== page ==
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as if he must explain

from a work in progress: “process, not a journey” (31)

after dad died

I would wear his shirts

they were too large

for my adolescent body

.

thin wisps of skin 

like spider’s silk

drift in the wind

.

each new mask adhered

to and was shaped by

the one that came before

.

my feet are numb now

as if on fire

.

as the ground slips away

I grasp for space

.

I don’t know how I got here

or where I’m coming from

I’m tired and out of breath

I need to sit down 

.

when asked I don’t know

who I am or where

.

I think of my father

and how he died gasping

for air drowning in phlegm

.

and my collar grows tight

.

(February 24, 2020)

Dispersion

When we scattered mother,

the ash swirled about me

like a cape. I breathed her

in, then spit out what 

I could into the winter grass.

Metaphor’s bitter aftertaste

lingered between my teeth

for years. Now, left with

a handful of ash to toss

to the wind, I resist this

final gesture, and begin

again. Life’s easy without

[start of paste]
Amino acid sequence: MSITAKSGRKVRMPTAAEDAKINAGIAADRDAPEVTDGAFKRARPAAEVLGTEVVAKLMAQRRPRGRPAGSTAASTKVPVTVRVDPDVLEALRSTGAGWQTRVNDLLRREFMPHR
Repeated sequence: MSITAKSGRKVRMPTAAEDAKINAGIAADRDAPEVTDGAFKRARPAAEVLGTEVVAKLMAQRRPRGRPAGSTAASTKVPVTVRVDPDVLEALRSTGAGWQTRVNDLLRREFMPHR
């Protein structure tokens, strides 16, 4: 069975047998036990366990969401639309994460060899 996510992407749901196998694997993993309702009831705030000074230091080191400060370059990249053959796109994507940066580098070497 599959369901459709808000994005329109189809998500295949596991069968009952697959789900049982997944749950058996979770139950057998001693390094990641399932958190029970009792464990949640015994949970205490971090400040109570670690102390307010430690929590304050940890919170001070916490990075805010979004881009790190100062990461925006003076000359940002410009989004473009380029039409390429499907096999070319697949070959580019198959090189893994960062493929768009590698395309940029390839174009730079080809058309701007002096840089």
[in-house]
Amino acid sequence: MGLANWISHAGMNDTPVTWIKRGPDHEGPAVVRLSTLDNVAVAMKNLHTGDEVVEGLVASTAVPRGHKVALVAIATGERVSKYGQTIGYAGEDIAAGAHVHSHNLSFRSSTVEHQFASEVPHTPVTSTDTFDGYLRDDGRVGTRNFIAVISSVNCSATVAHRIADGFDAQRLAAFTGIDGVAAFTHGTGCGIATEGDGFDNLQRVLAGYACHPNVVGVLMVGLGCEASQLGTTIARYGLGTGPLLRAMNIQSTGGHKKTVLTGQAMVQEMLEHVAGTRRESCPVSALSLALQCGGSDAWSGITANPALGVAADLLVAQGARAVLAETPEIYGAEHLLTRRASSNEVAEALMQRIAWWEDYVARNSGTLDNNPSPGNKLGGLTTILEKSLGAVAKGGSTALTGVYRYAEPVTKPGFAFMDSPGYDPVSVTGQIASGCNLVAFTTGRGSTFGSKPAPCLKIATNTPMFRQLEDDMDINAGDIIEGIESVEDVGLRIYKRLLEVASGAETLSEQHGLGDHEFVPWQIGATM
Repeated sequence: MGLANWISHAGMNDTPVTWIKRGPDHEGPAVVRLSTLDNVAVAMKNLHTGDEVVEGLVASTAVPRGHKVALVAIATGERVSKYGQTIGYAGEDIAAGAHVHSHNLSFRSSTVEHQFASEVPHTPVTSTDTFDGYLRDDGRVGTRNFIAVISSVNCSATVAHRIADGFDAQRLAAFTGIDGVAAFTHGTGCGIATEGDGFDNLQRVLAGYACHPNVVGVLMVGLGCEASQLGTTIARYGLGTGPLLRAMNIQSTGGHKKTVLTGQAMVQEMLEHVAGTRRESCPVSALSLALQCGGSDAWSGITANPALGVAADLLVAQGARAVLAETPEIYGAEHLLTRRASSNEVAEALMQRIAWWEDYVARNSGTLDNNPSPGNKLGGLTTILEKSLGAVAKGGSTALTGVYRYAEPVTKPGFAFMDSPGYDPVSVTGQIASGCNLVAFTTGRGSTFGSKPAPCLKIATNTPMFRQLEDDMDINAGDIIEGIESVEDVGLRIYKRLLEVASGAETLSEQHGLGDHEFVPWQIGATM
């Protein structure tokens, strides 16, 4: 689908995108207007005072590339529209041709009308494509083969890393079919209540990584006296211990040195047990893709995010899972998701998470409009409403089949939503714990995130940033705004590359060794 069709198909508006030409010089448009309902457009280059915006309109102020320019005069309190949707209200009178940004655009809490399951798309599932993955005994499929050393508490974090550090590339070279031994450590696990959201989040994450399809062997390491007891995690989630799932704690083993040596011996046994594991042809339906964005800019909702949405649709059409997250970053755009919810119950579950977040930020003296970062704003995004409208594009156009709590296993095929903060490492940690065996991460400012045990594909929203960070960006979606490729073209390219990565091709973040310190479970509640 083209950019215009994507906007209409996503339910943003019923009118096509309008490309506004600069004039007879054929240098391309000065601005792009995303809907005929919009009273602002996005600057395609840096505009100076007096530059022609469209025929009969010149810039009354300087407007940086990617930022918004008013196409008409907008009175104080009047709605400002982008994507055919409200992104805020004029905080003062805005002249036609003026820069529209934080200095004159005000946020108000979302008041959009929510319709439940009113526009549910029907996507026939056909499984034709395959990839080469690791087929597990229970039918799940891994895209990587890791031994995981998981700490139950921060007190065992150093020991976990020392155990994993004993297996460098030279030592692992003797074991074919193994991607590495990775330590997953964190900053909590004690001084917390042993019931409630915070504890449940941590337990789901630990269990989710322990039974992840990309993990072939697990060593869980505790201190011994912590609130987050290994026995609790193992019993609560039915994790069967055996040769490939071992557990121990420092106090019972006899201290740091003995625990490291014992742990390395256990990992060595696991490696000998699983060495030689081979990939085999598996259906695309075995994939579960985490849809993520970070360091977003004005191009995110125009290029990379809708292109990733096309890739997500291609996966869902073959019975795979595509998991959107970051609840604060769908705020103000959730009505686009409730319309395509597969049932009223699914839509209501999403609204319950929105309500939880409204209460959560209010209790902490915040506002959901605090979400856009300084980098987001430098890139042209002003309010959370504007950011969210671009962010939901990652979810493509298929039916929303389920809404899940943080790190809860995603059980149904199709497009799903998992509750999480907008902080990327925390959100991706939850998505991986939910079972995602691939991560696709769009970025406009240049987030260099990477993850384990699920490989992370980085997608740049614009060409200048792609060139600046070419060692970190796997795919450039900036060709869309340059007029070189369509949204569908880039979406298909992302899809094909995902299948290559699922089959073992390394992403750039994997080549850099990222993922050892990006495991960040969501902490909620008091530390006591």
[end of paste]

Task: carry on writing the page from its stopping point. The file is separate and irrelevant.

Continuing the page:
thought, or a nearby pattern

to hold one together, despite

death’s constant push to contain 

the living who remain.

(December 12, 2019)

Hansel Grows Old

Bread crumbs were not enough—

insubstantial as memory 

flitting away like sparrows

through the trees. He was lost,

tangled in possibility’s inevitable

collapse; he could not pull past

the brush to a salient interpretation:

where he went, where he was going,

or what language he now spoke.

She had fled years ago,

escaped to the witches who

had forgiven her childhood

sins. She no longer believed

in the lies of her father,

the long walks in the woods

with her brother. She returned

now for some redemption,

only to find him not at home.

(October 25, 2019)

Mother

 

Not from any petulant resentment,

Nor a lack of matriarchal love, but

It does not bother me much now

That mom died a decade ago.

Worry distracted her and kept

Her distant. She wanted me

To be something she wanted

To be, without regard for me.

Her love, no doubt, was sincere,

But was obligated, and entangled

With obligations in return with

A thousand hair-thin lines to untie.

Like rags, I wring my hands, like her;

And wish, like her, I was someone else.

(October 8, 2018)